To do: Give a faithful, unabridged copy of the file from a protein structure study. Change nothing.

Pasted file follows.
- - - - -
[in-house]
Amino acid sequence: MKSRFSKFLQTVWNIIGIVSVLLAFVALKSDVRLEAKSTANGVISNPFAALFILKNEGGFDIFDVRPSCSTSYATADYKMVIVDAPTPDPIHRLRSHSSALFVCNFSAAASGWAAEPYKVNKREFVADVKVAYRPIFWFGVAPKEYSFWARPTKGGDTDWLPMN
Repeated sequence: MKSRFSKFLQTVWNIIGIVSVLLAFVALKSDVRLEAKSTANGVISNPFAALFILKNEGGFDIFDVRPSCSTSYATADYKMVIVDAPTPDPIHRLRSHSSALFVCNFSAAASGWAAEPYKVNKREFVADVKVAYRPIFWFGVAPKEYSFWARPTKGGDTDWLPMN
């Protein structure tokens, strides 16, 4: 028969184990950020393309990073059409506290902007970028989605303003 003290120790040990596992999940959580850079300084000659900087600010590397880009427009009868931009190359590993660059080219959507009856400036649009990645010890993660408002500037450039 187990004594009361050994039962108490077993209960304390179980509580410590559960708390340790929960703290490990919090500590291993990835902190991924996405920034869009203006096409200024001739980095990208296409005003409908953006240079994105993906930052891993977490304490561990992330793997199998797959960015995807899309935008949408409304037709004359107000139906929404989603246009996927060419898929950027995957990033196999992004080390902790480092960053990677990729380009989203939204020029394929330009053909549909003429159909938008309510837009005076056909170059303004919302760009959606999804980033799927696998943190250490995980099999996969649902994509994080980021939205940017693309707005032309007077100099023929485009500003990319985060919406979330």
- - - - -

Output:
[in-house]
Amino acid sequence: MKSRFSKFLQTVWNIIGIVSVLLAFVALKSDVRLEAKSTANGVISNPFAALFILKNEGGFDIFDVRPSCSTSYATADYKMVIVDAPTPDPIHRLRSHSSALFVCNFSAAASGWAAEPYKVNKREFVADVKVAYRPIFWFGVAPKEYSFWARPTKGGDTDWLPMN
Repeated sequence: MKSRFSKFLQTVWNIIGIVSVLLAFVALKSDVRLEAKSTANGVISNPFAALFILKNEGGFDIFDVRPSCSTSYATADYKMVIVDAPTPDPIHRLRSHSSALFVCNFSAAASGWAAEPYKVNKREFVADVKVAYRPIFWFGVAPKEYSFWARPTKGGDTDWLPMN
């Protein structure tokens, strides 16, 4: 028969184990950020393309990073059409506290902007970028989605303003 003290120790040990596992999940959580850079300084000659900087600010590397880009427009009868931009190359590993660059080219959507009856400036649009990645010890993660408002500037450039 187990004594009361050994039962108490077993209960304390179980509580410590559960708390340790929960703290490990919090500590291993990835902190991924996405920034869009203006096409200024001739980095990208296409005003409908953006240079994105993906930052891993977490304490561990992330793997199998797959960015995807899309935008949408409304037709004359107000139906929404989603246009996927060419898929950027995957990033196999992004080390902790480092960053990677990729380009989203939204020029394929330009053909549909003429159909938008309510837009005076056909170059303004919302760009959606999804980033799927696998943190250490995980099999996969649902994509994080980021939205940017693309707005032309007077100099023929485009500003990319985060919406979330």